One of Washington's biggest controversies this week is the new military budget proposed by the Defense Secretary Robert Gates. The media seems confused over whether the new defense budget is an increase or decrease over last year (it's a small increase), but facts aside, charges and counter-charges are flying about the Obama administration's commitment to defending the nation.

One unmentioned issue underlying much of the debate, however, is the degree to which certain parts of the country depend on military spending for economic growth -- and how that's influencing the debate over the military budget.

Case in point: Georgia. One of the key provisions of the Pentagon's proposed budget is to freeze production of the F-22 Raptor fighter jet -- a plane dreamed up during the Cold War era (1981) but not put into production until 2003.

Secretary Gates has never been a big fan of the F-22, thinking it was largely irrelevant to the kind of wars the U.S. finds itself in today. As Time reported last year:
"The reality is we are fighting two wars, in Iraq and Afghanistan, and the F-22 has not performed a single mission in either theater," Gates said.
Gates goes on to point out that the purpose of the F-22 is for battle with "near-peer" nations -- i.e., superpowers as strong as the U.S. Since the only one on the horizon right now is China -- a country no one is suggesting we go to war with -- Gates concluded that the 183 F-22s the U.S. already has in the pipeline is "reasonable."

Today, Gates thinks it's especially "reasonable" to stop building more F-22s in a deep recession, given that price tag of each plane is about $361 million each [pdf] (2006 dollars).

But Georgia Republican Senators Saxby Chambliss and Johnny Isakson -- both staunch opponents of the Obama stimulus and government spending in general -- don't see it that way. In a joint statement released on Monday, Chambliss and Isakson railed at Gates' decision with harsh words like these (this one from Chambliss):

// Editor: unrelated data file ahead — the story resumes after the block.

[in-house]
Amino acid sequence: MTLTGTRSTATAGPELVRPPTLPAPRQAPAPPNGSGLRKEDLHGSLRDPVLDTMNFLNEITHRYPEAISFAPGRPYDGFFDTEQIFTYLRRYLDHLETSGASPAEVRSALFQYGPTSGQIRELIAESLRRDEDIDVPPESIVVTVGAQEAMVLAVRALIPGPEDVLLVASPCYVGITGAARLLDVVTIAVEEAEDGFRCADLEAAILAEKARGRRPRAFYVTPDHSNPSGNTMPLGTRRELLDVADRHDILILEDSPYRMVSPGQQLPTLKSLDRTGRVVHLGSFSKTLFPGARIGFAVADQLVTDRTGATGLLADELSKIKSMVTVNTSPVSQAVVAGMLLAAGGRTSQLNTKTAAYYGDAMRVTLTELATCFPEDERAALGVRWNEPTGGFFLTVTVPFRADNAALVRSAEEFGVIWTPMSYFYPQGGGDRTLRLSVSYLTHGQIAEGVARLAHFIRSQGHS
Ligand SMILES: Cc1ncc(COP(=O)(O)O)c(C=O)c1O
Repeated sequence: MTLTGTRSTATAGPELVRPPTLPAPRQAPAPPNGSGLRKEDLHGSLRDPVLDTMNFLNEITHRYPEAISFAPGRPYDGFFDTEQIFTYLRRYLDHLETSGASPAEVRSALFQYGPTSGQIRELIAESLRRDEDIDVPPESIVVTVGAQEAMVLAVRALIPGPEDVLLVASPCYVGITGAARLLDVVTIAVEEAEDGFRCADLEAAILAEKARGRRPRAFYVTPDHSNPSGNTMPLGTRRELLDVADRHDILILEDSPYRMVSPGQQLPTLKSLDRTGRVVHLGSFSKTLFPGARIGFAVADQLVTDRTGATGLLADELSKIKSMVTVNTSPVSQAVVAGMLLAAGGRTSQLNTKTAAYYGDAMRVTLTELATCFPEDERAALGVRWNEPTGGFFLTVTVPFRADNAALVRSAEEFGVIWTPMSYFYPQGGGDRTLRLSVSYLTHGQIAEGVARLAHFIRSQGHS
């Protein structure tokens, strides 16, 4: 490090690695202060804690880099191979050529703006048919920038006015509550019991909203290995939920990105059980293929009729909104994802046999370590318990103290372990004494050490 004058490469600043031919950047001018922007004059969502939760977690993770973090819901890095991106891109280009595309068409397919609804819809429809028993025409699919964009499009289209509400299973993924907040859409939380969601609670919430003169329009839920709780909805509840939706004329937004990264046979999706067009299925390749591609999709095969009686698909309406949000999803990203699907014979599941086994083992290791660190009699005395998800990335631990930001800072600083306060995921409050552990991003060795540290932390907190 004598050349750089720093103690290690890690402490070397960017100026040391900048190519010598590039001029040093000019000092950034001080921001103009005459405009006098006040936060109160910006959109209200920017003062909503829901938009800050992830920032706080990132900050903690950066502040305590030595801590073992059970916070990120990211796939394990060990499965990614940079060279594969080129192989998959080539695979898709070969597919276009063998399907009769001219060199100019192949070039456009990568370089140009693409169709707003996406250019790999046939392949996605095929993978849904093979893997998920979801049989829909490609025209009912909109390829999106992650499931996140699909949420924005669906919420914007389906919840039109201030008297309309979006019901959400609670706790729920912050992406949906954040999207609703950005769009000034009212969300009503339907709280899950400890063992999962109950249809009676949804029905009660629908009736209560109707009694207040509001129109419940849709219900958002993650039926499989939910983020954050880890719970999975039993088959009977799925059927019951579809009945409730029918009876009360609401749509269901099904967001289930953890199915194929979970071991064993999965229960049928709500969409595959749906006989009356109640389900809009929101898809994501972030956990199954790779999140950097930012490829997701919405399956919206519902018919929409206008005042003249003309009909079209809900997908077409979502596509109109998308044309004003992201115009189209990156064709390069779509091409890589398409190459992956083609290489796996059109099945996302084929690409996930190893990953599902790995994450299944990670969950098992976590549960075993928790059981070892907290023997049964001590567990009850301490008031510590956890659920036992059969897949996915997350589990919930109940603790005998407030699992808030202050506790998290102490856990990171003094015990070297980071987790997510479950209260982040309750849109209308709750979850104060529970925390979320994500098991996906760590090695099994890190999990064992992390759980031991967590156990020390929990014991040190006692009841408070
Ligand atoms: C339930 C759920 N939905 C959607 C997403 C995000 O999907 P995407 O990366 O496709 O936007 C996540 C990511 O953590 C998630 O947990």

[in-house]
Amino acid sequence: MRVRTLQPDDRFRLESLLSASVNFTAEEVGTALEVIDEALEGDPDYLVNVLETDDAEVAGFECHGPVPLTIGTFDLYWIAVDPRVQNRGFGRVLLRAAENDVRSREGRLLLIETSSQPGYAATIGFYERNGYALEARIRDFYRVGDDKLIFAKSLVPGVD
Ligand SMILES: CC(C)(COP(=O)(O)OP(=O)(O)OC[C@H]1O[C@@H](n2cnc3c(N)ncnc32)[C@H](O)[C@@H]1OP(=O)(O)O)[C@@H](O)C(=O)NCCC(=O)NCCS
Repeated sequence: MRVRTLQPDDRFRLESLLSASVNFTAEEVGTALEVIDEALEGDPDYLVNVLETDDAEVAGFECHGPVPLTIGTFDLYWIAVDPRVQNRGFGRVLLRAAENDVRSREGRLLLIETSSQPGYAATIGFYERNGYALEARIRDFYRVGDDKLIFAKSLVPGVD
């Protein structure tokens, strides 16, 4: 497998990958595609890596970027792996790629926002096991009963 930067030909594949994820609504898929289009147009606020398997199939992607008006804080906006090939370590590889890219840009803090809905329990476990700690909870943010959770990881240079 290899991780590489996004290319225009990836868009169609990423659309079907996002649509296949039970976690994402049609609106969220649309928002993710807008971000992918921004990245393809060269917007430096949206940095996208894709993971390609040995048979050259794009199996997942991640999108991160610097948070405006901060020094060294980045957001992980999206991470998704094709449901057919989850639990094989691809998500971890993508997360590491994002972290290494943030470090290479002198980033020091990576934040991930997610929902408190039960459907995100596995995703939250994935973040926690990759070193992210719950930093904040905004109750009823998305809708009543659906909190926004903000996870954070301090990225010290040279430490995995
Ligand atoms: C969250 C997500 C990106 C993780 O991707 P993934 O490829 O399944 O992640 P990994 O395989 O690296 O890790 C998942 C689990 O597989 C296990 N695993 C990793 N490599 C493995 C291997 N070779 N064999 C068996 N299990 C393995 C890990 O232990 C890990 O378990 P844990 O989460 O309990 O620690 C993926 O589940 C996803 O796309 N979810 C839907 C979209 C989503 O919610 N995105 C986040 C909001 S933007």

I am extremely disappointed in this decision by the Obama administration. America has maintained air dominance in every conflict since the Korean War, and now this administration is giving that advantage up and is willing to sacrifice the lives of American military men and women for the sake of domestic programs favored by President Obama.
Chambliss offers no plausible argument about why and where the U.S. needs "air dominance," nor why the current fleet of over 180 F-22s -- in addition to other air fighters -- is not enough to secure the country.

A key point: The F-22 is manufactured at Lockheed Martin's defense plant in Marietta, Georgia. Which is why the second part of the statement, from Sen. Isakson, may get closer to the real reason for the Georgia senators' vitriol:
[I]it is unacceptable that this administration wants to eliminate 2,000 jobs in Marietta and potentially 95,000 jobs nationwide at a time when unemployment rates are rising across the country.
But this statement raises a host of questions: If more F-22's aren't necessary militarily, how is production of them for the sake of jobs any different than the "make-work" WPA-type employment from government spending that conservatives so viciously criticize?

And further: If the goal is to be fiscally prudent, shouldn't the question be "what else could we do to put people to work and strengthen the country with $62 billion dollars" -- the cost of the F-22 program, according to the U.S. Air Force [pdf].

For example, ever since Katrina advocates have been pushing for a Gulf Coast Civic Works program that -- for $3.9 billion, just over the cost of 10 F-22 planes -- could put 100,000 people to work, paying a living wage to rebuild schools and neighborhoods.

Could Sens. Chambliss and Isakson get behind that?

ADDED NOTE: As I've discussed before, there's a long economic debate about the merits of Military Keynesianism -- the idea that massive government spending in the military can help forestall economic downturns, and even drive growth. The point here is that it runs counter to everything else the Republicans have been telling us over the last six months.